Former president Bakili Muluzi’s MK1.7 billion corruption case is still stuck in courts for over 12 years now.
During this period, the Anti-Corruption Bureau (ACB) has been experiencing challenges to conclude the matter despite tangible evidence presented by its prosecuting team in court that the former president has a case to answer regarding the money that was a donation from Libya but allegedly ended up in Muluzi’s personal account.
In all the three regimes of Bingu Wa Mutharika, Joyce Banda and Peter Mutharika, the case has taken a snail’s pace.
In February this year, the court ruled against Muluzi and his defence team argued that as former president, he cannot stand trial for things he did in his capacity as head of state.
But according to the constitutional court like all public servants, Muluzi must account for his wealth.
Since 2006, technicalities have held back the prevailing of justice on the matter in court.
However, political commentators believe politics may be at play, though nothing apparent indicates Muluzi’s successors interfered with the courts.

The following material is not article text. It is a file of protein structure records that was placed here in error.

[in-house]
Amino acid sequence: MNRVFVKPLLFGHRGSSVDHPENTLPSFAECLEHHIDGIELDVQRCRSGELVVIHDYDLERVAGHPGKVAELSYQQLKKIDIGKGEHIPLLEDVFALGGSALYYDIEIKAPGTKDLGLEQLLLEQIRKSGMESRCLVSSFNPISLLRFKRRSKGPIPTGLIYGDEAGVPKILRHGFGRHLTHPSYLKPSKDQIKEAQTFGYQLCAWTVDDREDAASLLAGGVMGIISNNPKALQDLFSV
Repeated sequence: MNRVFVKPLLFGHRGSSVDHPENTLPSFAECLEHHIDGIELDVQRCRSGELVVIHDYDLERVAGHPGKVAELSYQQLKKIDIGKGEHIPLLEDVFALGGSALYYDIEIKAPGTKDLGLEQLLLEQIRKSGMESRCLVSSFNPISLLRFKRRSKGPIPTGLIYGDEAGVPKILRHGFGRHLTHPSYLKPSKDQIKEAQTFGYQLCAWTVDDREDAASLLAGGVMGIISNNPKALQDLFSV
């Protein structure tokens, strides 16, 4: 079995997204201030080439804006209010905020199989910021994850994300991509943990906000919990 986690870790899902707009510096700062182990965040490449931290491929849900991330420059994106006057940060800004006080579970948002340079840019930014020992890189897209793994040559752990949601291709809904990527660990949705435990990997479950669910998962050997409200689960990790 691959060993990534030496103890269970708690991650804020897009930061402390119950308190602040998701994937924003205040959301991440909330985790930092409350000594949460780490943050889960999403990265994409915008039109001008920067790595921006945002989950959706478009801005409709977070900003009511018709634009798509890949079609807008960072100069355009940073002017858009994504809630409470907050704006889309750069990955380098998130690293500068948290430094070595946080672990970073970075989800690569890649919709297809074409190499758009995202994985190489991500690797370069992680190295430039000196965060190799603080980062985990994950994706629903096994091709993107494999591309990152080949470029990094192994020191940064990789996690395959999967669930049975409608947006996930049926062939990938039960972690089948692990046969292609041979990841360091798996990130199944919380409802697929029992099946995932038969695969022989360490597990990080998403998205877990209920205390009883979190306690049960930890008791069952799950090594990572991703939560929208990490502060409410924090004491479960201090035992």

They say the long period that continue to be taken to conclude the case indicate how politics has crept in.
Chancellor College Political Scientist Happy Kayuni says in developing countries such as Malawi, there are many reasons that may influence political decisions.
Kayuni cites the working relationship between the United Democratic Front (UDF) and the governing Democratic Progressive Party (DPP) as one reason that can influence the delay in concluding the case.
He says the appointment of UDF president Atupele Muluzi as Minister of Health, could be a ploy by the government to foil the case while they win the yellow party’s supporters in the South-Eastern region of the country.
But UDF spokesperson Ken Ndanga dismisses this conspiracy theory that portrays Muluzi as a grandmaster in a game of chess where his son is being used as a pawn.
He reckons the UDF founder is not benefitting in any way from the party’s dealings with the DPP.
The Constitutional Court in Blantyre upheld the validity of some sections of the Corrupt Practices Act which obliges Muluzi and all public servants to account for their wealth.
Meanwhile, Malawians are still holding their breath as they wait to find out whether the self acclaimed ‘political engineer’, who ruled Malawi from 1994 to 2004, is innocent or guilty.